Dublin City Council says it has no powers to remove old phone kiosks

Some 100 kiosks installed by Smart Telecom are no longer in use and many have been vandalised

Dublin City Council said it did not have the power to remove  old telephone kiosks and boxes because  they are the property of the relevant telecom operator.

Dublin City Council said it did not have the power to remove old telephone kiosks and boxes because they are the property of the relevant telecom operator.

Wed, Jan 15, 2014, 01:00

Dublin City Council has said it has no powers to remove redundant phone kiosks, some of which have been out of service for more than five years.

Some 100 phone kiosks, installed around the city by Smart Telecom from 2005 to 2007, are no longer in use and many have been vandalised.

Labour TD Seán Kenny yesterday called on the council to take action to have the abandoned kiosks, which he said were “unsightly and a blight on the public realm”, removed from the city’s pavements.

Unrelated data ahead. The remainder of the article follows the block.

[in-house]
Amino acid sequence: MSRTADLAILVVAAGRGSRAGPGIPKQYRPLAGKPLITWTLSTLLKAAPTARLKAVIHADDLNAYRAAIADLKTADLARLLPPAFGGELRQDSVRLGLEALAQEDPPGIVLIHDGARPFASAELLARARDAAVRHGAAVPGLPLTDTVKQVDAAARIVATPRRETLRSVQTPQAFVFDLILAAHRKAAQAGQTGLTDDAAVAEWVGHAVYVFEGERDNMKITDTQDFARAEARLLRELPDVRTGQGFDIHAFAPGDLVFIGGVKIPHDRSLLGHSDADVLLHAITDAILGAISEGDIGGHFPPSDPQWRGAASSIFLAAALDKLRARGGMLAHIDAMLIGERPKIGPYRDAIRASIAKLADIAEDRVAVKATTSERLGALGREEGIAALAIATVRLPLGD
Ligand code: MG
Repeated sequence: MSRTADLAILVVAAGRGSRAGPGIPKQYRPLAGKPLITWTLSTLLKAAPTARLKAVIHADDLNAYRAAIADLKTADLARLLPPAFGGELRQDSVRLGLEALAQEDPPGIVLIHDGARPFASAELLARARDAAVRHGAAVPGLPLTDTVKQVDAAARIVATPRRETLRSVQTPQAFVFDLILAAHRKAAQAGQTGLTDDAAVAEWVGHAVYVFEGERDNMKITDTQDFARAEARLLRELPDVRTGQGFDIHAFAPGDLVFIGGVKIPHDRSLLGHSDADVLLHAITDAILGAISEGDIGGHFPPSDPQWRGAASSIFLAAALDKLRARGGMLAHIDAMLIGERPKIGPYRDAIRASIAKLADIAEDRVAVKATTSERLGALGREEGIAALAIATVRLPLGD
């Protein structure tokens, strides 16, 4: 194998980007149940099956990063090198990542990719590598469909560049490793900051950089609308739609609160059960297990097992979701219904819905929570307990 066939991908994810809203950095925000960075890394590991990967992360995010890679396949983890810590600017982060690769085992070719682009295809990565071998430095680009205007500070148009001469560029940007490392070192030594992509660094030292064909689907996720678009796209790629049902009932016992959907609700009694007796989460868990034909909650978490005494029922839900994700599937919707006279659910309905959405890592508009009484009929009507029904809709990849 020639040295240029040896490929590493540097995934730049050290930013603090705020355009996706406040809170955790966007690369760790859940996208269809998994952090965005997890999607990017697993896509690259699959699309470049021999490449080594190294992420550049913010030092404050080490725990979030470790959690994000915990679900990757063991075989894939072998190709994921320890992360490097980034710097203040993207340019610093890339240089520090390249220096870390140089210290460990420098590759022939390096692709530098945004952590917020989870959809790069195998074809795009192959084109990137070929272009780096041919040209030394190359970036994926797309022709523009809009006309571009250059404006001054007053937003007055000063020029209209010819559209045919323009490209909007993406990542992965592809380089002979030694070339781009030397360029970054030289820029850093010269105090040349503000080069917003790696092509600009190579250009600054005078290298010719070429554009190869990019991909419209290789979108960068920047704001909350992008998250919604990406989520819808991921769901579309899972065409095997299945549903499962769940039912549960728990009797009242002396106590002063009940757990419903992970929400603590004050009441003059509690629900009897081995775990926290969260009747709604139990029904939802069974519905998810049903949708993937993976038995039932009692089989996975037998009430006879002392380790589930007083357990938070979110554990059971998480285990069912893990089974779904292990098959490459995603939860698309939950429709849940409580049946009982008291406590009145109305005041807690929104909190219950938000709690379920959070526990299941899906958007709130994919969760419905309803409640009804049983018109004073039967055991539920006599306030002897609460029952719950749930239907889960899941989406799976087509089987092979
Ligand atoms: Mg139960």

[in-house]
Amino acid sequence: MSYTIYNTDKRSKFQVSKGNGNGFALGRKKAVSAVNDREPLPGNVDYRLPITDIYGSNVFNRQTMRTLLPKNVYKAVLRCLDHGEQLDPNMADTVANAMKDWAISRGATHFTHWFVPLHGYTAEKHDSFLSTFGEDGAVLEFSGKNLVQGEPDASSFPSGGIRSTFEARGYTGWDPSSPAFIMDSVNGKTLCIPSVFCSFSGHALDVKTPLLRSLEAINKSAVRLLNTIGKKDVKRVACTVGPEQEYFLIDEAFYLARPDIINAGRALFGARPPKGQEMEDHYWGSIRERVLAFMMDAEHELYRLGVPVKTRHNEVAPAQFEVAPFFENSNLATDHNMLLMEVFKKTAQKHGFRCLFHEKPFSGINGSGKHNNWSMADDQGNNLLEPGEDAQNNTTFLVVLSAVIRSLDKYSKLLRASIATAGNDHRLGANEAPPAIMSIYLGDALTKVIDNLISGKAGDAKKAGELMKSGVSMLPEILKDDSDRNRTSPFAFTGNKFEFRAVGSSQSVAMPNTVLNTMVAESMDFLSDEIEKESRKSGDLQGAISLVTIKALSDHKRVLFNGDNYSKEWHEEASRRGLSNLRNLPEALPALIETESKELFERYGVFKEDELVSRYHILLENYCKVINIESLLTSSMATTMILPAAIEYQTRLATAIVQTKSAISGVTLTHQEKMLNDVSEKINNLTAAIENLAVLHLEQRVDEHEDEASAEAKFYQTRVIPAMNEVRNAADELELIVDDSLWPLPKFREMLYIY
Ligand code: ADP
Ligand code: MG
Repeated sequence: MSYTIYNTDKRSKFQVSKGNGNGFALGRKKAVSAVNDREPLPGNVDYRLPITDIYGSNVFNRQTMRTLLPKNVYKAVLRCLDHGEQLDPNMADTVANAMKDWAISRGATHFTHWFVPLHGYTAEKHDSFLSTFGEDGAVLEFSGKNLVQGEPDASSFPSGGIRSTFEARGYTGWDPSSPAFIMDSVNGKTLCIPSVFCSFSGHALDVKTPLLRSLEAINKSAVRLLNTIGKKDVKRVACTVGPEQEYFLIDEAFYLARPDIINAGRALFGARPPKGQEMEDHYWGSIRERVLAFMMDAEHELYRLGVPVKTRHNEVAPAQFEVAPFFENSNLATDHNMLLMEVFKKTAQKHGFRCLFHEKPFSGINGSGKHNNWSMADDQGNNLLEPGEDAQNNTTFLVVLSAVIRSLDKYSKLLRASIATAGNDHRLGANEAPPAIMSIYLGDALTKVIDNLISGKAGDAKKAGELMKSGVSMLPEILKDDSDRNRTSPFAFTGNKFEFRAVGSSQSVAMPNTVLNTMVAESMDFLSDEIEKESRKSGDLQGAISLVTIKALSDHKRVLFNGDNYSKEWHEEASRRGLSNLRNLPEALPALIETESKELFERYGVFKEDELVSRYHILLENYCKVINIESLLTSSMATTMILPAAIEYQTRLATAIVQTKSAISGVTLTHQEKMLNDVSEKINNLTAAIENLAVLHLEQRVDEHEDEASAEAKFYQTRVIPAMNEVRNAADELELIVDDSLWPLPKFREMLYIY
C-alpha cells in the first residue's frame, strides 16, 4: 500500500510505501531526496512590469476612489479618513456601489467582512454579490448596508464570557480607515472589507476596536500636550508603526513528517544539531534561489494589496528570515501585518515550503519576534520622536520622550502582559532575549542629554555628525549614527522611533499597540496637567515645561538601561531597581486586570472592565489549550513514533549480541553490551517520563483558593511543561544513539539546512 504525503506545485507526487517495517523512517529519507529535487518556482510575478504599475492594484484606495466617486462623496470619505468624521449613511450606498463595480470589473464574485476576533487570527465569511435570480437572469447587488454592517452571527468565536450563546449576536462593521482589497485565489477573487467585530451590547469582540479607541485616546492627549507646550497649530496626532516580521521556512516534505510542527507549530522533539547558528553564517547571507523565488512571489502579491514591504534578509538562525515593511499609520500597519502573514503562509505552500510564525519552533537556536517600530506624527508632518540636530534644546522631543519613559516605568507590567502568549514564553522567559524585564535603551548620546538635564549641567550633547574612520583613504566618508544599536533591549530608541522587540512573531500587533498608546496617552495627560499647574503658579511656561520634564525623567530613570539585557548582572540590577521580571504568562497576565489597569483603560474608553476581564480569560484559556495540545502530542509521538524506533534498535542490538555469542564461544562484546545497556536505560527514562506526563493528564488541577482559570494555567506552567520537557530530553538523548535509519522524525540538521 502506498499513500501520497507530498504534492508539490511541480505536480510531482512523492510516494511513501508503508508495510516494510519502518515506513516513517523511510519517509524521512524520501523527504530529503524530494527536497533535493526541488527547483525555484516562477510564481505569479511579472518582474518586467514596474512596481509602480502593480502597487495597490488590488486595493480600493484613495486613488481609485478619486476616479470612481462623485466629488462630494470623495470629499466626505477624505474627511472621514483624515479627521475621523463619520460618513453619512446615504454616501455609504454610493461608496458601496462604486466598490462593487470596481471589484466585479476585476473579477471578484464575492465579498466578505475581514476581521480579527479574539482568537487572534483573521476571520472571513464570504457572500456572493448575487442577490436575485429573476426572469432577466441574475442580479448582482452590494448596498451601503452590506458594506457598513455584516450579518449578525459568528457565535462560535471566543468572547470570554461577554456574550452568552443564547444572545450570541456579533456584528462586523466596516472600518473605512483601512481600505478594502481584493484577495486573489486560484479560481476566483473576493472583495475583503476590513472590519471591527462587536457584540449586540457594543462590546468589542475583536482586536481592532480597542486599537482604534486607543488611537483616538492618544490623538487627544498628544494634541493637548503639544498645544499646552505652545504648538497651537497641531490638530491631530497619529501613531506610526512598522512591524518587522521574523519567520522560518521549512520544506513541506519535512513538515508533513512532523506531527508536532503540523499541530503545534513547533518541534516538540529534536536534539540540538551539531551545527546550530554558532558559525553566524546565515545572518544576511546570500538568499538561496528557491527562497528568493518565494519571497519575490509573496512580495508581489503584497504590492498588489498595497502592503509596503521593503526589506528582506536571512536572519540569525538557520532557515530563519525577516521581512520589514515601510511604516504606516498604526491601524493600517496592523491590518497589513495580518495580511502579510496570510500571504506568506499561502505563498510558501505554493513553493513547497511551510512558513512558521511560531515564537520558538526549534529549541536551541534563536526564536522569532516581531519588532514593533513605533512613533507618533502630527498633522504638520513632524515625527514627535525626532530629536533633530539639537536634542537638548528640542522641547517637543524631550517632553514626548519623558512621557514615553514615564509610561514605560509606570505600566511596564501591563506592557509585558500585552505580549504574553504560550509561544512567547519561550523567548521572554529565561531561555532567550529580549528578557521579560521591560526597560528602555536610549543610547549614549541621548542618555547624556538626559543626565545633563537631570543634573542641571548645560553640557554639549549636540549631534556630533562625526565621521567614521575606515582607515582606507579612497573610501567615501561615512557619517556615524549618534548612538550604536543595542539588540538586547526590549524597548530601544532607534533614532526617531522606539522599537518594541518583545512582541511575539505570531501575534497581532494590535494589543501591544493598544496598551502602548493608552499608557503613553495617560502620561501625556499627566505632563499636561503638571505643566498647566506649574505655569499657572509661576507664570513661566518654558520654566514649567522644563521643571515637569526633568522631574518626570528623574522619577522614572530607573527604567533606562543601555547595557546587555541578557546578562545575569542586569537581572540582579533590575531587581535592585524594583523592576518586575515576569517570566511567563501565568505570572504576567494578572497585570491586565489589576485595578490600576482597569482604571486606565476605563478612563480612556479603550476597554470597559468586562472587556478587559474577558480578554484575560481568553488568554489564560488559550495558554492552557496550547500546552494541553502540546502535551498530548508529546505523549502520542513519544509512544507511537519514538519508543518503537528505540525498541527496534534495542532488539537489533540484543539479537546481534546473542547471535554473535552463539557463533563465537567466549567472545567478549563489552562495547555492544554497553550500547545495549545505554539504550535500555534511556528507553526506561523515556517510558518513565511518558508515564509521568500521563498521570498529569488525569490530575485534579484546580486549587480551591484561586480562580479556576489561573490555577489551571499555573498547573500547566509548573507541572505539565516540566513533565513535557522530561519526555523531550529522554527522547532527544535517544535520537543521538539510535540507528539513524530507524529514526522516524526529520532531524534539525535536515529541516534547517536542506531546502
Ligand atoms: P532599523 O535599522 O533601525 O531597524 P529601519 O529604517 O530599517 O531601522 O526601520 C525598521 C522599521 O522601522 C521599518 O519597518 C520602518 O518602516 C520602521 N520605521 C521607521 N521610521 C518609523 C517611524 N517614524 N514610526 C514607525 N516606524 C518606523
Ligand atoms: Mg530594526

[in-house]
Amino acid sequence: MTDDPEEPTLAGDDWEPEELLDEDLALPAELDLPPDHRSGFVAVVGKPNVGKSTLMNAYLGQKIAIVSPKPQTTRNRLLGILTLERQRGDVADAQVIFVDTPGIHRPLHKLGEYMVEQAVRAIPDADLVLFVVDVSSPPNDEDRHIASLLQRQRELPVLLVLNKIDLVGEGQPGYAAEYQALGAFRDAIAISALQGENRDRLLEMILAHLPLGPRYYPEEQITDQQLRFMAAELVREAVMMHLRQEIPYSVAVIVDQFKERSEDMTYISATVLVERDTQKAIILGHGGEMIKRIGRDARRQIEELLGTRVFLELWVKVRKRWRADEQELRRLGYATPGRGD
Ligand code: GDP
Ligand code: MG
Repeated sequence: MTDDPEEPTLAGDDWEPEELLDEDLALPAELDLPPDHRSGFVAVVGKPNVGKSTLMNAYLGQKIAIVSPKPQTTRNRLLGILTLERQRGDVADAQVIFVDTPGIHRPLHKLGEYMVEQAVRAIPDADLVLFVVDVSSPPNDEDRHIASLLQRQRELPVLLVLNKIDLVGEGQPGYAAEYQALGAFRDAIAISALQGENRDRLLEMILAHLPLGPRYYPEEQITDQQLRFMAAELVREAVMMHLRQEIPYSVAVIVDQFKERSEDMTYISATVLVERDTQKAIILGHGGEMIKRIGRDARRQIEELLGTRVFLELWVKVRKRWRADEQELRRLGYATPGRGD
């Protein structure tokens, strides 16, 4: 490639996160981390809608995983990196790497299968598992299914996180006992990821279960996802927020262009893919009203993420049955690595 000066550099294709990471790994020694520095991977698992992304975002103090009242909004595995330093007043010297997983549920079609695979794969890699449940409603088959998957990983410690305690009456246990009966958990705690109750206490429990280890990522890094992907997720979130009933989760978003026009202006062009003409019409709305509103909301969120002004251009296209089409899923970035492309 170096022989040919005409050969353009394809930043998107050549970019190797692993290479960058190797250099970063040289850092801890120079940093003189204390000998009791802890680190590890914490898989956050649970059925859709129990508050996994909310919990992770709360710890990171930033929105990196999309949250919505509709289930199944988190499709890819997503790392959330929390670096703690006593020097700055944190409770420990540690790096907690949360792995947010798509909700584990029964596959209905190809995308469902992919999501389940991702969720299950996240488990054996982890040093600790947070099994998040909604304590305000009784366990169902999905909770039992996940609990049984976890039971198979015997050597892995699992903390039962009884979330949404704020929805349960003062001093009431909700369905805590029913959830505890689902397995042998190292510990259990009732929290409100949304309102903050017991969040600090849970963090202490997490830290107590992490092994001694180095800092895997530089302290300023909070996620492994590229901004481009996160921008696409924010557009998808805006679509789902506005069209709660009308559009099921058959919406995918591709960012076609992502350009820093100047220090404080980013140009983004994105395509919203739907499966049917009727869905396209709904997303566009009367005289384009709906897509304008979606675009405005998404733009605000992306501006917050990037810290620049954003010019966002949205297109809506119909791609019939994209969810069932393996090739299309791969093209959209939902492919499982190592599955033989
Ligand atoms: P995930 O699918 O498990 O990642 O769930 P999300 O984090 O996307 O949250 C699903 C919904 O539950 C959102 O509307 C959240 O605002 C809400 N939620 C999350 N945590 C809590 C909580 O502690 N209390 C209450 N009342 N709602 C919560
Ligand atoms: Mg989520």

“Dublin City Council granted a licence to Smart Telecom to provide phone kiosks throughout the city before Smart Telecom went into liquidation. Since then, the kiosks serve very little purpose and should be removed as they are only clutter on Dublin streets,” he said.

The presence of the unused and vandalised units had resulted in some of Dublin’s suburban villages being denied Tidy Towns status, Mr Kenny said.

“This is particularly unfair as people work very had to keep their communities in good order and through no fault of their own they lose out because of these unsightly, useless kiosks,” he added.

The city council said it did not have the power to remove them because old telephone kiosks and boxes are the property of the relevant telecom operator, and are not under the council’s control .

‘Rendered safe’

“Dublin City Council does not have powers to remove phone kiosks. The kiosks are currently owned by iPoint. The council arranged with iPoint in 2013 that all the phone boxes in the council’s administrative area would be rendered safe,” a spokesman

said. By “rendered safe” he said he meant the company had undertaken to clean up any glass or metal that might pose a danger to the public.

A spokesman for iPoint, which took over ownership of the kiosks last year, said the company had plans to bring the units back into productive use, which would incorporate free internet provision.